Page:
Standard conditions

The value of the change in enthalpy of a reaction, ΔHr, depends on the following physical properties of reactants and products:

    1. Temperature
    2. Pressure or concentration
    3. State of matter

In other words, ΔHr for a reaction carried out, for example at 298.15 K, is different from that at 373.15K.

To avoid confusion, thermodynamic calculations are often made using data derived under a specific set of conditions known as standard conditions, which are defined as:

    1. Temperature: 298.15K (data are sometimes derived at other temperatures)
    2. Pressure: 100 kPa or 1 bar
    3. Concentration: 1 M
    4. State of matter: Each substance is in its normal state (s, l or g) at 100 kPa and 298.15K

For example, the normal state of molecular oxygen at 100 kPa and 298.15K is O2 (g). Thermodynamic properties, e.g. ΔHr, that are calculated using standard conditions data are given an additional symbol “oas a superscript to their current symbols, i.e. ΔHo. ΔHo is therefore the standard enthalpy change of reaction. If ΔHo is observed at a temperature other than 298.15K, the symbol ΔHo(T) will be used, where T is the temperature of the reaction at which ΔHo is observed.



The standard enthalpy change of the manufacture of ammonia via the Haber process, \frac{1}{2}N_2(g)+\frac{3}{2}H_2(g)\rightleftharpoons NH_3(g), is ΔHo = -46.1 kJmol-1. However, the process is too slow at 298.15 K and 1 bar. Instead, it takes place at around 720 K and 200 bar. How then is ΔHo obtained?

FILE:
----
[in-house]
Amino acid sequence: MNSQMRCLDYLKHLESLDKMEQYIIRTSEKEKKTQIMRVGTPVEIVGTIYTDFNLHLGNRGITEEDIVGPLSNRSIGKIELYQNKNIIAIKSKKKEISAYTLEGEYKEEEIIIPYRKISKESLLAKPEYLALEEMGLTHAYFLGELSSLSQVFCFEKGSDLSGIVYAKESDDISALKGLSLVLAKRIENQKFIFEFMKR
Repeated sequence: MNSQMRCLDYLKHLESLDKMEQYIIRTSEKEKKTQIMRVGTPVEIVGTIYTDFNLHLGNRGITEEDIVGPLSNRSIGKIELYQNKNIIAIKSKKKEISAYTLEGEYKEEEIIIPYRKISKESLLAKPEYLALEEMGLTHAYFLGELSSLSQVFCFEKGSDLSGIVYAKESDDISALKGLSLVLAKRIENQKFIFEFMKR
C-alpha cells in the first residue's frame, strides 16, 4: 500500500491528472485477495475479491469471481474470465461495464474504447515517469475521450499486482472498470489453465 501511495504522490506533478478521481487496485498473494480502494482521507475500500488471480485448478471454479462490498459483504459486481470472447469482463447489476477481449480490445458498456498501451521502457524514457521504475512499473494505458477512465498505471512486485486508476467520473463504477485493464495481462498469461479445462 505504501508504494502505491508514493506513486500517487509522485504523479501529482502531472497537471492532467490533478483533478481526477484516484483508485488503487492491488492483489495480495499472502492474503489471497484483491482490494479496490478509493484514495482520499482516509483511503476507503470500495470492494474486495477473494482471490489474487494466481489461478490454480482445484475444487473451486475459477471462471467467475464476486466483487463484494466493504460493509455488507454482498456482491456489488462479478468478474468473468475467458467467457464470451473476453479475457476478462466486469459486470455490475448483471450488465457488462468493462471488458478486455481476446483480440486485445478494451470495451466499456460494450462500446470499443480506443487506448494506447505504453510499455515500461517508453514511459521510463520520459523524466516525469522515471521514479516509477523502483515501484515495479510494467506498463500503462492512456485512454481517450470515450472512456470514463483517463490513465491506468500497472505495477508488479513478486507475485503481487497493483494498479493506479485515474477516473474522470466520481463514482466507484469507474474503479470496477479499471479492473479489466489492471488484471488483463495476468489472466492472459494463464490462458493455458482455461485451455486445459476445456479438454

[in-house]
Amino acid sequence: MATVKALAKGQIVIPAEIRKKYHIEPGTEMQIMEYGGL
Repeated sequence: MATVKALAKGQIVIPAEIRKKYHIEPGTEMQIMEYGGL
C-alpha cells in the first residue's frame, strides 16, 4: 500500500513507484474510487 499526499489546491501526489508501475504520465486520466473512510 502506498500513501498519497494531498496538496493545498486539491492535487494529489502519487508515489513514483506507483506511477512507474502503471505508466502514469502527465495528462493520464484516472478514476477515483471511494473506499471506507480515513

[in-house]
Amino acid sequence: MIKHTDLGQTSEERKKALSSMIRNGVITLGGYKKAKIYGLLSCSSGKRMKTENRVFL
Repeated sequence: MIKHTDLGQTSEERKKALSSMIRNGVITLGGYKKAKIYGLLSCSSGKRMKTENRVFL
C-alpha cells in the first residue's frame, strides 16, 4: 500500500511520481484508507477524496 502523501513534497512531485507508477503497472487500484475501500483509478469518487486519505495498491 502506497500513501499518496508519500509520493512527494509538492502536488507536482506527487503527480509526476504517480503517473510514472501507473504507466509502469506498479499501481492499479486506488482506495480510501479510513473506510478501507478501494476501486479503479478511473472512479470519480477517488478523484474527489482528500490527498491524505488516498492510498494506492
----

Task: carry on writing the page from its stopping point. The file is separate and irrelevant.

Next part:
The enthalpy change of the reaction, ΔH, is first measured at the optimum conditions of 720 K and 200 bar and subsequently converted to ΔHo at 298.15 K and 1 bar using Kirchhoff’s law (the understanding of this law requires the knowledge of chemical thermodynamics at the advanced level).


The value of the standard enthalpy change of a reaction is quoted to match the stoichiometric coefficients of the written reaction equation. For example, if the equation for the Haber process is written as 2NH_3(g)\rightleftharpoons N_2(g)+3H_2(g), the quoted standard enthalpy change of reaction is:

2NH_3(g)\rightleftharpoons N_2(g)+3H_2(g)\; \; \; \; \; \; \; \; \Delta H=+92.2\: kJmol^{-1}



Why is water always in the liquid state in combustion equations like CH_4(g)+2O_2(g)\rightarrow CO_2(g)+2H_2O(l) when it should be in vapour form considering the temperature of combustion?


Equations like the combustion of methane are usually written under standard conditions, i.e. with all reactants and products in their normal states at 100 kPa and 298.15K. Although it is not wrong to write the equation as CH_4(g)+2O_2(g)\rightarrow CO_2(g)+2H_2O(g), calculations are often carried out using thermodynamic properties that are quoted in standard conditions, which makes CH_4(g)+2O_2(g)\rightarrow CO_2(g)+2H_2O(l) more relevant.



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